In the movies it also appears that Denethor expects Faramir to die in the retaking of Osgiliath:
Faramir: If I should return, think better of me, father.
Denethor: That will depend on the manner of your return.
In the books, again, Denethor is thinking more politically and less personally. Denethor and Faramir are at a captain's council and are discussing where to concentrate their defenses against Mordor's attack.
"And what of Cair Andros?" said the Prince. "That, too, must be held, if Osgiliath is defended. Let us not forget the danger on our left. The Rohirrim may come, and they may not. But Faramir has told us of great strength drawing ever to the Black Gate. More than one host may issue from it, and strike for more than one passage.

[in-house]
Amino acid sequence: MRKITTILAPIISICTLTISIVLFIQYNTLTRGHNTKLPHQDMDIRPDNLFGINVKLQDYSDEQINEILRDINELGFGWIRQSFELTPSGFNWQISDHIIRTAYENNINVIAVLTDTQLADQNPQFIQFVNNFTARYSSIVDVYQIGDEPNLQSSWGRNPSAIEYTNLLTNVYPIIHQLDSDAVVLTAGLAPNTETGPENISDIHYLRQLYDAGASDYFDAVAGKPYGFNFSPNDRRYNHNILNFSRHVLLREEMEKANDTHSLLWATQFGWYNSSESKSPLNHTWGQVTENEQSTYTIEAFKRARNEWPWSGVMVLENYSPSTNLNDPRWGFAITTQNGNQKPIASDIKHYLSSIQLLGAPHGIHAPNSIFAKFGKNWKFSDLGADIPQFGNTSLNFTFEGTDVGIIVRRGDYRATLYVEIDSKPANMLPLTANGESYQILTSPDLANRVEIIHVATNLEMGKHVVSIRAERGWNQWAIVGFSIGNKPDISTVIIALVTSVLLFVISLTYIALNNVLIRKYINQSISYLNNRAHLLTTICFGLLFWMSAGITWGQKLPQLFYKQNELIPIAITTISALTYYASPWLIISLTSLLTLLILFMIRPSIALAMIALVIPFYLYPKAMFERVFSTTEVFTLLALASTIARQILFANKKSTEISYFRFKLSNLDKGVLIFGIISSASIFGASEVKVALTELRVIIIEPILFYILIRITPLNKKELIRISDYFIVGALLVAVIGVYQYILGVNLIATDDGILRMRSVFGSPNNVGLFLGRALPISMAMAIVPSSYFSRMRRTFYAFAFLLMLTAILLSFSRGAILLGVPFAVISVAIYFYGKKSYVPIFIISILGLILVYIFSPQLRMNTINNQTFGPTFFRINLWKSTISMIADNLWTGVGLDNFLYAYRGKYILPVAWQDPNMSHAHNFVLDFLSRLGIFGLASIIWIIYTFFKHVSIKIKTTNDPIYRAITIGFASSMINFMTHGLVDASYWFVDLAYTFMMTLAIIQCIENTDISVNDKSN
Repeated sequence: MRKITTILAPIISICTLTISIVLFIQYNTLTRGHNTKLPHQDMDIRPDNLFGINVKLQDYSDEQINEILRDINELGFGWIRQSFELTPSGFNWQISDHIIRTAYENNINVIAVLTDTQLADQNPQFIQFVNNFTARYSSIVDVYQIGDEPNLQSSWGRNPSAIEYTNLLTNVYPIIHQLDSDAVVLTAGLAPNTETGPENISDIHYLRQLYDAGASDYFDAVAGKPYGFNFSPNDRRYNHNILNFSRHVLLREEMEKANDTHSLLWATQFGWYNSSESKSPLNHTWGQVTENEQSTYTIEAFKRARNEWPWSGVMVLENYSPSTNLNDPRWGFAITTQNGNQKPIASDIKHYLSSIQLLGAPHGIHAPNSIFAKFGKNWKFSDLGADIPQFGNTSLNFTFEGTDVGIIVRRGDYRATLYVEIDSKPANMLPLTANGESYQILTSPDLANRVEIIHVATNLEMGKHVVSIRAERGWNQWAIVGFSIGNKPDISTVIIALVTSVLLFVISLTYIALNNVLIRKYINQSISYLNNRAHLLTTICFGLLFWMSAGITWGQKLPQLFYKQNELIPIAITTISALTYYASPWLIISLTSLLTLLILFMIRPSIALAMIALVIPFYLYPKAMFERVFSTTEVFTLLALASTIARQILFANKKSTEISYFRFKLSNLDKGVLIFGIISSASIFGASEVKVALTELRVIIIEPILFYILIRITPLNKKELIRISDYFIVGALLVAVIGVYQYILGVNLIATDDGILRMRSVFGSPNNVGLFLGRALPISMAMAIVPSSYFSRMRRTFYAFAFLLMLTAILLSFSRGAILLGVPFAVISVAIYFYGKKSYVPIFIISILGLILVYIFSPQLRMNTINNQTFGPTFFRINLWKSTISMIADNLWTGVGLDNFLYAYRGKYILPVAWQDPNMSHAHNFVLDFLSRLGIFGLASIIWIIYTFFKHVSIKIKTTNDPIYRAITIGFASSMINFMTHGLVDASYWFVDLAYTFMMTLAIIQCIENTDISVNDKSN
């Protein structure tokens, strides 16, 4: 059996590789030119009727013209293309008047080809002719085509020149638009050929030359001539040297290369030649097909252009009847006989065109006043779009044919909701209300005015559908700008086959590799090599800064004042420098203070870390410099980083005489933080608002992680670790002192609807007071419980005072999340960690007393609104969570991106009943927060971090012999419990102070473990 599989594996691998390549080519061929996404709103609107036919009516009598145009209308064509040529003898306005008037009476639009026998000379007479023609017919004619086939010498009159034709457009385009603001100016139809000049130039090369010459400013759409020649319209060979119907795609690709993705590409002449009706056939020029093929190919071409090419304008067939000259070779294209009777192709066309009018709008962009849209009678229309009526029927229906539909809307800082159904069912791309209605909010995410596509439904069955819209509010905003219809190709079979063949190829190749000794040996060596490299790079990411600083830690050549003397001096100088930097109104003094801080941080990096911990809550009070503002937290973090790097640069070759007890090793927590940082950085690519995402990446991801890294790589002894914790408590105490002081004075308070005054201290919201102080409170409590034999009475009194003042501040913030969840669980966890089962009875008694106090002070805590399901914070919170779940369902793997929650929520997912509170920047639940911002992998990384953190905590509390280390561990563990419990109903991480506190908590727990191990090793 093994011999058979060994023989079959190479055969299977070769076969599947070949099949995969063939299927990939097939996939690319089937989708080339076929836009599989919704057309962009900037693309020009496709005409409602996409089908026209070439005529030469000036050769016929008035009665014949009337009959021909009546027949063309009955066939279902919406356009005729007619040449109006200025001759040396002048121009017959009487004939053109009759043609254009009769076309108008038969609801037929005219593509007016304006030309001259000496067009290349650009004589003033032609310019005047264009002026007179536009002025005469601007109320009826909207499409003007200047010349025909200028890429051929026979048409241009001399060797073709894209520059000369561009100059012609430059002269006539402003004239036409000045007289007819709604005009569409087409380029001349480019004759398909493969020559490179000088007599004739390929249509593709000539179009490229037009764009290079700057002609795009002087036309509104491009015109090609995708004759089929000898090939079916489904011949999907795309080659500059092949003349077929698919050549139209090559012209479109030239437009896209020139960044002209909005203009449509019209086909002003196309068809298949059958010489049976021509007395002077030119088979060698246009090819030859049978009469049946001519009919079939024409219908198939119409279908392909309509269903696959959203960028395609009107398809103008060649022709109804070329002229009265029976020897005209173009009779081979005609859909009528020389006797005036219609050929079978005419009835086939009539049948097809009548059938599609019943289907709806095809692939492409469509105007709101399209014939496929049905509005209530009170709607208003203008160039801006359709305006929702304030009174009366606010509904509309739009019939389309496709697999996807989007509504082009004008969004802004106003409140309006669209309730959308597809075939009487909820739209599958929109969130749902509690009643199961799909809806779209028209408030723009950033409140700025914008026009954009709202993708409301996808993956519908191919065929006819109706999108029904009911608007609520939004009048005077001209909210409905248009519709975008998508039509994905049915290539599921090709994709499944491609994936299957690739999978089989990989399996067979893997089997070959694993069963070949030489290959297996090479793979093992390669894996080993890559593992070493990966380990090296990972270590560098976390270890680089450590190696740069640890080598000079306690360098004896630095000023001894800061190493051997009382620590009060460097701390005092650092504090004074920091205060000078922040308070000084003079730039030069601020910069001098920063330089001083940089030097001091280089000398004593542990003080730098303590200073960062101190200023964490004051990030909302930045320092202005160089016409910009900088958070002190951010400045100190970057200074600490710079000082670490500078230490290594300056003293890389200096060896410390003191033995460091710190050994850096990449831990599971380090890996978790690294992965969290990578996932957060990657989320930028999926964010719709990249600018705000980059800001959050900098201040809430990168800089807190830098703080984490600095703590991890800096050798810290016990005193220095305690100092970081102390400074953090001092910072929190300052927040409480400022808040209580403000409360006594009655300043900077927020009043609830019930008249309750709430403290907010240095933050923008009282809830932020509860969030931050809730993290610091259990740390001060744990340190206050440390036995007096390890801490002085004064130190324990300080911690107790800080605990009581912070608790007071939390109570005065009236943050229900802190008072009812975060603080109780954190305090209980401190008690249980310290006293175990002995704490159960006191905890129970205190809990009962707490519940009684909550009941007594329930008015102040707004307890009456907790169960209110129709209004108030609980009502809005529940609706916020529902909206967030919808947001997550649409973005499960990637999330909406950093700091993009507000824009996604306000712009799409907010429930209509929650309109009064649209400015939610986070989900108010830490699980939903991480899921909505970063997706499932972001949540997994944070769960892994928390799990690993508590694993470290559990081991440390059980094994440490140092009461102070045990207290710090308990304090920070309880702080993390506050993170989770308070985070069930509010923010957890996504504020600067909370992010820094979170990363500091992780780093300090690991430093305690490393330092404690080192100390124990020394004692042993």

"Much must be risked in war," said Denethor. "Cair Andros is manned, and no more can be sent so far. But I will not yield the River and the Pelennor unfought-- not if there is a captain here who has still the courage to do his lord's will."
Then all were silent. But at length Faramir said: "I do not oppose your will, sire. Since you are robbed of Boromir, I will go and do what I can in his stead-- if you command it."
"I do so," said Denethor.
“Then farewell!” said Faramir. “But if I should return, think better of me!”
“That depends on the manner of your return,” said Denethor. (“The Siege of Gondor”, The Return of the King)